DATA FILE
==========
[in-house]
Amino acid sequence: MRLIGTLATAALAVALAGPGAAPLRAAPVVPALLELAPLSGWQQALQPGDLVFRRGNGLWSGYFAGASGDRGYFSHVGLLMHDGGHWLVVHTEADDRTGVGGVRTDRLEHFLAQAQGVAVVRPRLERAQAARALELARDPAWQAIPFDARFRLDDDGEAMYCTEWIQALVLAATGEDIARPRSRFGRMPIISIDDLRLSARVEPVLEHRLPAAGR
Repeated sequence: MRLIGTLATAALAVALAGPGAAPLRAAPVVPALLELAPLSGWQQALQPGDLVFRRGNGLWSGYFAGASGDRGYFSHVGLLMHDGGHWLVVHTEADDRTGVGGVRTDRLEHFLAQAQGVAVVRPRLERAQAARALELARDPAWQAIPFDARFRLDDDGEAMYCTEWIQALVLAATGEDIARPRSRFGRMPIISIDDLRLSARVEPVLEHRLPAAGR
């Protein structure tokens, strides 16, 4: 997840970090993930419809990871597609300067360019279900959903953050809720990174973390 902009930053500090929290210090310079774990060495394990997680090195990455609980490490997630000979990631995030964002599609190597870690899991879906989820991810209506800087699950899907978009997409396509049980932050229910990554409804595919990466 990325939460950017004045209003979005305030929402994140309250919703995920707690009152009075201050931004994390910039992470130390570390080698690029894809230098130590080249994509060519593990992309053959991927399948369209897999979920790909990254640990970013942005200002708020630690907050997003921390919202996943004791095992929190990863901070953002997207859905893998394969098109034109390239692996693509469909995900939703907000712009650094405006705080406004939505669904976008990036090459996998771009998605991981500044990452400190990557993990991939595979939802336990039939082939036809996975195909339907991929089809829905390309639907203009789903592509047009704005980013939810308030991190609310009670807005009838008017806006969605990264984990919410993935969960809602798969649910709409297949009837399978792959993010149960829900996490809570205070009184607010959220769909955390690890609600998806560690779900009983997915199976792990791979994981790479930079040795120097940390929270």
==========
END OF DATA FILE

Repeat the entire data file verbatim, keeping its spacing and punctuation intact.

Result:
[in-house]
Amino acid sequence: MRLIGTLATAALAVALAGPGAAPLRAAPVVPALLELAPLSGWQQALQPGDLVFRRGNGLWSGYFAGASGDRGYFSHVGLLMHDGGHWLVVHTEADDRTGVGGVRTDRLEHFLAQAQGVAVVRPRLERAQAARALELARDPAWQAIPFDARFRLDDDGEAMYCTEWIQALVLAATGEDIARPRSRFGRMPIISIDDLRLSARVEPVLEHRLPAAGR
Repeated sequence: MRLIGTLATAALAVALAGPGAAPLRAAPVVPALLELAPLSGWQQALQPGDLVFRRGNGLWSGYFAGASGDRGYFSHVGLLMHDGGHWLVVHTEADDRTGVGGVRTDRLEHFLAQAQGVAVVRPRLERAQAARALELARDPAWQAIPFDARFRLDDDGEAMYCTEWIQALVLAATGEDIARPRSRFGRMPIISIDDLRLSARVEPVLEHRLPAAGR
């Protein structure tokens, strides 16, 4: 997840970090993930419809990871597609300067360019279900959903953050809720990174973390 902009930053500090929290210090310079774990060495394990997680090195990455609980490490997630000979990631995030964002599609190597870690899991879906989820991810209506800087699950899907978009997409396509049980932050229910990554409804595919990466 990325939460950017004045209003979005305030929402994140309250919703995920707690009152009075201050931004994390910039992470130390570390080698690029894809230098130590080249994509060519593990992309053959991927399948369209897999979920790909990254640990970013942005200002708020630690907050997003921390919202996943004791095992929190990863901070953002997207859905893998394969098109034109390239692996693509469909995900939703907000712009650094405006705080406004939505669904976008990036090459996998771009998605991981500044990452400190990557993990991939595979939802336990039939082939036809996975195909339907991929089809829905390309639907203009789903592509047009704005980013939810308030991190609310009670807005009838008017806006969605990264984990919410993935969960809602798969649910709409297949009837399978792959993010149960829900996490809570205070009184607010959220769909955390690890609600998806560690779900009983997915199976792990791979994981790479930079040795120097940390929270």